AUGUSTA, Maine — Testimony on a handful of bills that proponents call right-to-work legislation lasted hours on Monday in the State House, but Gov. Paul LePage — perhaps the effort’s loudest cheerleader — is pessimistic about their chance for success.

In an interview on WVOM’s George Hale Ric Tyler Show, LePage said he didn’t “hold a whole lot of hope” that lawmakers would pass the bills, which would prevent unions from collecting representation fees from employees covered by collective bargaining agreements who chose not to join the unions.

A LePage-backed effort to establish Maine as a right-to-work state failed during the Republican-controlled 125th Legislature. Now, with Democrats in control of the House, the prospect faces even longer odds. The governor said he wasn’t confident his allies in the Legislature had the nerve to win the day.

“We’re not going to fight any less than we did last time, but in order to win battles, you need to have courage, and I’m not seeing it,” LePage said.

In Maine, as in 24 other states, employees who benefit from collective bargaining can be required to pay “fair share” fees to the union that represents them, even if they choose not to become dues-paying members of the union.

Rep. Larry Lockman, R-Amherst, is the sponsor of LD 489, one of the right-to-work bills before the Legislature this year. He told the Labor Committee on Monday that it’s wrong to force anyone to financially support an organization regardless of whether they want to.

“The underlying principle is personal freedom and individual rights,” he said. “Simply put, workers should not be forced to pay for something they don’t want and didn’t ask for.”

Opponents, however, say the moves are little more than an effort by conservatives to weaken unions, which traditionally use their financial and grassroots muscle to back Democratic candidates and causes.

Matt Schlobohm, executive director of the Maine AFL-CIO, said compulsory representation fees are necessary and fair. Federal law requires unions to represent all employees, members and nonmembers alike, he said, and the representation fees — which cover the cost of negotiating wages and benefits, and the grievance-and-arbitration process — ensure no one is taking a free ride.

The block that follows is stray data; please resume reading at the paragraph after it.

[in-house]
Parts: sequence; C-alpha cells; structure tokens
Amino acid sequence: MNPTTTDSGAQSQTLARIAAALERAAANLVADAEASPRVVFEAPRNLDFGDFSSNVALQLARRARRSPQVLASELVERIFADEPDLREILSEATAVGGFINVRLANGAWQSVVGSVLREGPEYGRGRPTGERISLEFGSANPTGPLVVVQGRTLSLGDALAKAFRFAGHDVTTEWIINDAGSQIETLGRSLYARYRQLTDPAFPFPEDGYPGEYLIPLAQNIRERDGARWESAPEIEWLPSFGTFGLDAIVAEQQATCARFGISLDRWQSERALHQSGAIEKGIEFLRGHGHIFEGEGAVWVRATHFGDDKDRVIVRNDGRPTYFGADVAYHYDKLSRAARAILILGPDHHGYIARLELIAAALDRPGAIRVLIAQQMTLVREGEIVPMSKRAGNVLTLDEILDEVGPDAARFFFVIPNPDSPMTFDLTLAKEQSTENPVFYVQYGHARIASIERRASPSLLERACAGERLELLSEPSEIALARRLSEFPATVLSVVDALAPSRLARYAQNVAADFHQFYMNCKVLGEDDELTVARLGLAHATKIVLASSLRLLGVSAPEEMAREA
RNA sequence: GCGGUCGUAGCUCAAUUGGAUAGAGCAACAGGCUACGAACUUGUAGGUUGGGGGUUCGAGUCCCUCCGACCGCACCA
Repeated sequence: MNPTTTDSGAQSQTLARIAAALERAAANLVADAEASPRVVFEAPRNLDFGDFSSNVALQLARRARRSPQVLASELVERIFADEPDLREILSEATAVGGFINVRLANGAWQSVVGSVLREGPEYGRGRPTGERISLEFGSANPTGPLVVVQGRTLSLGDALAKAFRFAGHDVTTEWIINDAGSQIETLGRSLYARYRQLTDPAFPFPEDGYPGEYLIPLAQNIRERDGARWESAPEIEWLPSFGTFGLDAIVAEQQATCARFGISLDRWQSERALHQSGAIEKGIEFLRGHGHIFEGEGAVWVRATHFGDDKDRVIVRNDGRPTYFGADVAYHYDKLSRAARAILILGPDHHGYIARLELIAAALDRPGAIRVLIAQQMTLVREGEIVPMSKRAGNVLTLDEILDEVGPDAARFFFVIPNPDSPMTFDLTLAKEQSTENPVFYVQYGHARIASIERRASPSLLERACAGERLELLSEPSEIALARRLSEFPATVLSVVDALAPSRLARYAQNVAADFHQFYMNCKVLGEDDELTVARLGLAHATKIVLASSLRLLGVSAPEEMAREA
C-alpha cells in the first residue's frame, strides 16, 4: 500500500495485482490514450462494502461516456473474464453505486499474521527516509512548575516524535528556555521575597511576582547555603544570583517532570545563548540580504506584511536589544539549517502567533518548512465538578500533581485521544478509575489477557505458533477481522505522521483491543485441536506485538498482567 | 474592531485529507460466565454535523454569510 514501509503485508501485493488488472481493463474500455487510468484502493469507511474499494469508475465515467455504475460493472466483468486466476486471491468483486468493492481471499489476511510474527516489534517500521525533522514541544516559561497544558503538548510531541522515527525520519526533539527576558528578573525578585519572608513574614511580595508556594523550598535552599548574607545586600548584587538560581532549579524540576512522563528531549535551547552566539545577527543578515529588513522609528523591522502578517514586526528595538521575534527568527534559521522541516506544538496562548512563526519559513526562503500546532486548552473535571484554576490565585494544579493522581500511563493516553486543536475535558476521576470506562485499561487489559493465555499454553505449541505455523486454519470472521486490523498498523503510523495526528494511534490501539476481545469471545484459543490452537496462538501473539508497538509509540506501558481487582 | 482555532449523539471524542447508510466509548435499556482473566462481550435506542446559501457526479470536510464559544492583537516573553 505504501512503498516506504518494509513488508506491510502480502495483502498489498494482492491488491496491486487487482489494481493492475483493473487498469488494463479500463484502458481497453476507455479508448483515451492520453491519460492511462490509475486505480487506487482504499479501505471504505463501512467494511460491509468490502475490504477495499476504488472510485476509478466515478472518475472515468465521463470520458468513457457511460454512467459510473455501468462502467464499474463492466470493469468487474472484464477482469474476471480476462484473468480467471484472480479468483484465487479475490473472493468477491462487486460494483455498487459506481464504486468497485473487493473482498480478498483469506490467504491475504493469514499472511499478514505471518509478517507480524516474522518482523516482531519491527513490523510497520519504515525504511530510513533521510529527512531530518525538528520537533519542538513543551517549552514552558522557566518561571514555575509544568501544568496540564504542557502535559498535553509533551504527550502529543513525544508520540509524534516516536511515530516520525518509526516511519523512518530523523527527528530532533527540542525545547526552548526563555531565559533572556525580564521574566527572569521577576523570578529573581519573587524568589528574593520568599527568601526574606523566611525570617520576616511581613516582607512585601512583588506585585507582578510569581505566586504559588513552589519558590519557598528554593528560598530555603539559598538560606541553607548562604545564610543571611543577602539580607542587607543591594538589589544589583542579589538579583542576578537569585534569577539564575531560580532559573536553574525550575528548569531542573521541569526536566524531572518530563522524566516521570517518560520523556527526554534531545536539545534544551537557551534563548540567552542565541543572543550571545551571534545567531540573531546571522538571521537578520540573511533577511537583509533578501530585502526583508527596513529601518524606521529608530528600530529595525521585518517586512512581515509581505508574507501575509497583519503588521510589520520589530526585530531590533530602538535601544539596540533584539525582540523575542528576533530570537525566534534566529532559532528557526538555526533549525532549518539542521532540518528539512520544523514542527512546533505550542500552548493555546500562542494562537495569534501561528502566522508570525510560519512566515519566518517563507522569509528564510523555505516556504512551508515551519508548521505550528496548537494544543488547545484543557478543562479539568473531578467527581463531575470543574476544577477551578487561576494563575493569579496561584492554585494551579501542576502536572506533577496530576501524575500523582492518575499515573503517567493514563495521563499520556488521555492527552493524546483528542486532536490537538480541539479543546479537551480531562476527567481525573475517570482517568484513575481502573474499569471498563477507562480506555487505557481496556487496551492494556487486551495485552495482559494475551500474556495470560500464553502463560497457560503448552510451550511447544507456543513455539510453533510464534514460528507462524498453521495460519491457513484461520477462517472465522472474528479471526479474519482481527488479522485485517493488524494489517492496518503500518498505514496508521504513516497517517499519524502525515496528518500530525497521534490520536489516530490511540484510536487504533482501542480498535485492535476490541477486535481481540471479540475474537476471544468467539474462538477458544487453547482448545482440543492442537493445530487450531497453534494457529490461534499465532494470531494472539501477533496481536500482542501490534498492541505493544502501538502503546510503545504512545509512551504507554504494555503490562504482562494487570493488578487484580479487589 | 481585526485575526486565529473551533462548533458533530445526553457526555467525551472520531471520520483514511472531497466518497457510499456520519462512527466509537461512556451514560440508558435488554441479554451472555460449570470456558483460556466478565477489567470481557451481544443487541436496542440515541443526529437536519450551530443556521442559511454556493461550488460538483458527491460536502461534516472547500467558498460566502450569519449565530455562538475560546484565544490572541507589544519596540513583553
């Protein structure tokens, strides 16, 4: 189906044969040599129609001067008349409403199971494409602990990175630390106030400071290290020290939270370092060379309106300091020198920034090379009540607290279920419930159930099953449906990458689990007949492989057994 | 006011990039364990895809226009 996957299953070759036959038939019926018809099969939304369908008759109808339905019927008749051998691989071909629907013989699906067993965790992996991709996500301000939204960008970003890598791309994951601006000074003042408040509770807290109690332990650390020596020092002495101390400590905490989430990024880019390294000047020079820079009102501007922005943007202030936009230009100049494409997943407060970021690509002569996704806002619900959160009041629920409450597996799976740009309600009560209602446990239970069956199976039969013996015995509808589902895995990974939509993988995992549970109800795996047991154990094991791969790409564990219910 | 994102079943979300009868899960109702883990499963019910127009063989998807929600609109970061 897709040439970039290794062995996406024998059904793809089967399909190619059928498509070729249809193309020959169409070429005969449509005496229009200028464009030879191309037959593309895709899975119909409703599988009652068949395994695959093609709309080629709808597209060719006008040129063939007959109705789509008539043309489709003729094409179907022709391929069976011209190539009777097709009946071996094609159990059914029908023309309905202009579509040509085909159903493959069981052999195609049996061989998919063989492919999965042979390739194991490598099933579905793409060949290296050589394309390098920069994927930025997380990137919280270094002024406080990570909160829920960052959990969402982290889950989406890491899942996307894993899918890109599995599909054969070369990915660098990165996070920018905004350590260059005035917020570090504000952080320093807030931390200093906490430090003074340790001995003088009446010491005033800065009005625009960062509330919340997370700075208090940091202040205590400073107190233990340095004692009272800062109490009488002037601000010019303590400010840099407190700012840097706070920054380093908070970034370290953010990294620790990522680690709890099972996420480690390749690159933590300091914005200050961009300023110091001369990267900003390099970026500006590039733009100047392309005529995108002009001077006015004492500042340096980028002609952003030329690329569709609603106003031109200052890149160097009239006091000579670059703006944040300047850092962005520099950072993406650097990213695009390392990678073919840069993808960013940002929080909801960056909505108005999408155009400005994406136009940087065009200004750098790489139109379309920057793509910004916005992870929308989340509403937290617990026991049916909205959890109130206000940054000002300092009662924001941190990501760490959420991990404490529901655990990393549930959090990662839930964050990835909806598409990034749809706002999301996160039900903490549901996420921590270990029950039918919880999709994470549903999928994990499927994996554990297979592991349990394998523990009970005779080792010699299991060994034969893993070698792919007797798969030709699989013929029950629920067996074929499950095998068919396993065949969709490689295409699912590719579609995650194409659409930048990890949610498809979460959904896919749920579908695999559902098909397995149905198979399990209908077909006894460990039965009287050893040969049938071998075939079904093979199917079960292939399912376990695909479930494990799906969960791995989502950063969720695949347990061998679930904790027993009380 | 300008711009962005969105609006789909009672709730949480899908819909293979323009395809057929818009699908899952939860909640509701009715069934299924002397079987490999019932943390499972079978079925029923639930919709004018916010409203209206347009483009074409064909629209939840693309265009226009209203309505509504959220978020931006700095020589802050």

Schlobohm said right-to-work laws are designed to hinder unions’ ability to operate effectively. He said they are akin to letting residents access municipal services such as police, fire protection and public schools while making taxes optional.

“We know what would happen to our towns” in such a scenario, he said. “They would be drained of resources and would become less and less functional. That’s the goal of these kinds of bills.”

Supporters of the right-to-work bills include some in the business community, such as Peter DelGreco, CEO of Maine & Company, a development consulting firm. In testimony provided to the Labor Committee, DelGreco wrote that more businesses would consider relocating or expanding in Maine if it were a right-to-work state.

Adopting the law would be especially powerful because it would make Maine the only right-to-work state in the Northeast, he said.

“Passing right-to-work legislation will present Maine with an opportunity to stand out in the minds of people looking at the Northeast and its dense population,” he wrote. “It will give us an opportunity to lead in a trend that is rapidly heading our way.”

That argument didn’t fly with Democrats on the committee, who said energy costs, available workforce, transportation, taxes and other factors all play a role in business decisions. They expressed doubts that right-to-work would be any kind of magic bullet for business attraction, development and retention in Maine.

“I’m trying to understand how union members paying their dues impedes business in any way,” said Rep. Ryan Fecteau, D-Biddeford.

Lockman’s bill and others face further action in the Labor Committee and, ultimately, in the House and Senate.

Follow Mario Moretto on Twitter at @riocarmine.

Mario Moretto

Mario Moretto has been a Maine journalist, in print and online publications, since 2009. He joined the Bangor Daily News in 2012, first as a general assignment reporter in his native Hancock County and,...